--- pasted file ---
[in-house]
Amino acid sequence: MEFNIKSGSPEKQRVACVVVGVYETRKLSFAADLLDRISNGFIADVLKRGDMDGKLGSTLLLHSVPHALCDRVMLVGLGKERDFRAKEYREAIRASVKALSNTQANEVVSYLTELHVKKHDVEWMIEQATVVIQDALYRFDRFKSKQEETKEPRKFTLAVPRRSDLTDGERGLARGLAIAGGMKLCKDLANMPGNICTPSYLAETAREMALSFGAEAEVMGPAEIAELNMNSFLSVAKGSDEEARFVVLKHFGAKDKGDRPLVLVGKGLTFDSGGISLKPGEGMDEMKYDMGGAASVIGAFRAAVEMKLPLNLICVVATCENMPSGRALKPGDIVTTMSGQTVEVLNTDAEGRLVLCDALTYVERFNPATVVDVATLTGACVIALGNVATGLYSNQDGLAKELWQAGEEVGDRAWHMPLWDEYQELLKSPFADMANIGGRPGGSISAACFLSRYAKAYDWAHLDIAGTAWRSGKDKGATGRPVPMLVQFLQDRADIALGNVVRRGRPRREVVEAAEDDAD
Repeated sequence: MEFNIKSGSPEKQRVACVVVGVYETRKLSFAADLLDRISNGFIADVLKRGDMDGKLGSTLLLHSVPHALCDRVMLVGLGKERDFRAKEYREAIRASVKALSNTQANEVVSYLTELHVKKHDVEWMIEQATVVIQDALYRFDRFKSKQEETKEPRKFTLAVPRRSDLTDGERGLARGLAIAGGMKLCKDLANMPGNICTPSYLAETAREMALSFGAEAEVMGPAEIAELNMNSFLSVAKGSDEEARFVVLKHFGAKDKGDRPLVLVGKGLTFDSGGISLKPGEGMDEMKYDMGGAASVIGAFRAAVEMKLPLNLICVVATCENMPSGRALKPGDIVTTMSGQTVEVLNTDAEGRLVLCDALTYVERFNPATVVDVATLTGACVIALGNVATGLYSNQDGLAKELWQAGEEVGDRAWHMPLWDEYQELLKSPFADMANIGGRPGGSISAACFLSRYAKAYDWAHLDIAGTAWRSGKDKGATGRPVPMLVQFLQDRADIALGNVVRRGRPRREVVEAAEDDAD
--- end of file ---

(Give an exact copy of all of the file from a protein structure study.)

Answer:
[in-house]
Amino acid sequence: MEFNIKSGSPEKQRVACVVVGVYETRKLSFAADLLDRISNGFIADVLKRGDMDGKLGSTLLLHSVPHALCDRVMLVGLGKERDFRAKEYREAIRASVKALSNTQANEVVSYLTELHVKKHDVEWMIEQATVVIQDALYRFDRFKSKQEETKEPRKFTLAVPRRSDLTDGERGLARGLAIAGGMKLCKDLANMPGNICTPSYLAETAREMALSFGAEAEVMGPAEIAELNMNSFLSVAKGSDEEARFVVLKHFGAKDKGDRPLVLVGKGLTFDSGGISLKPGEGMDEMKYDMGGAASVIGAFRAAVEMKLPLNLICVVATCENMPSGRALKPGDIVTTMSGQTVEVLNTDAEGRLVLCDALTYVERFNPATVVDVATLTGACVIALGNVATGLYSNQDGLAKELWQAGEEVGDRAWHMPLWDEYQELLKSPFADMANIGGRPGGSISAACFLSRYAKAYDWAHLDIAGTAWRSGKDKGATGRPVPMLVQFLQDRADIALGNVVRRGRPRREVVEAAEDDAD
Repeated sequence: MEFNIKSGSPEKQRVACVVVGVYETRKLSFAADLLDRISNGFIADVLKRGDMDGKLGSTLLLHSVPHALCDRVMLVGLGKERDFRAKEYREAIRASVKALSNTQANEVVSYLTELHVKKHDVEWMIEQATVVIQDALYRFDRFKSKQEETKEPRKFTLAVPRRSDLTDGERGLARGLAIAGGMKLCKDLANMPGNICTPSYLAETAREMALSFGAEAEVMGPAEIAELNMNSFLSVAKGSDEEARFVVLKHFGAKDKGDRPLVLVGKGLTFDSGGISLKPGEGMDEMKYDMGGAASVIGAFRAAVEMKLPLNLICVVATCENMPSGRALKPGDIVTTMSGQTVEVLNTDAEGRLVLCDALTYVERFNPATVVDVATLTGACVIALGNVATGLYSNQDGLAKELWQAGEEVGDRAWHMPLWDEYQELLKSPFADMANIGGRPGGSISAACFLSRYAKAYDWAHLDIAGTAWRSGKDKGATGRPVPMLVQFLQDRADIALGNVVRRGRPRREVVEAAEDDAD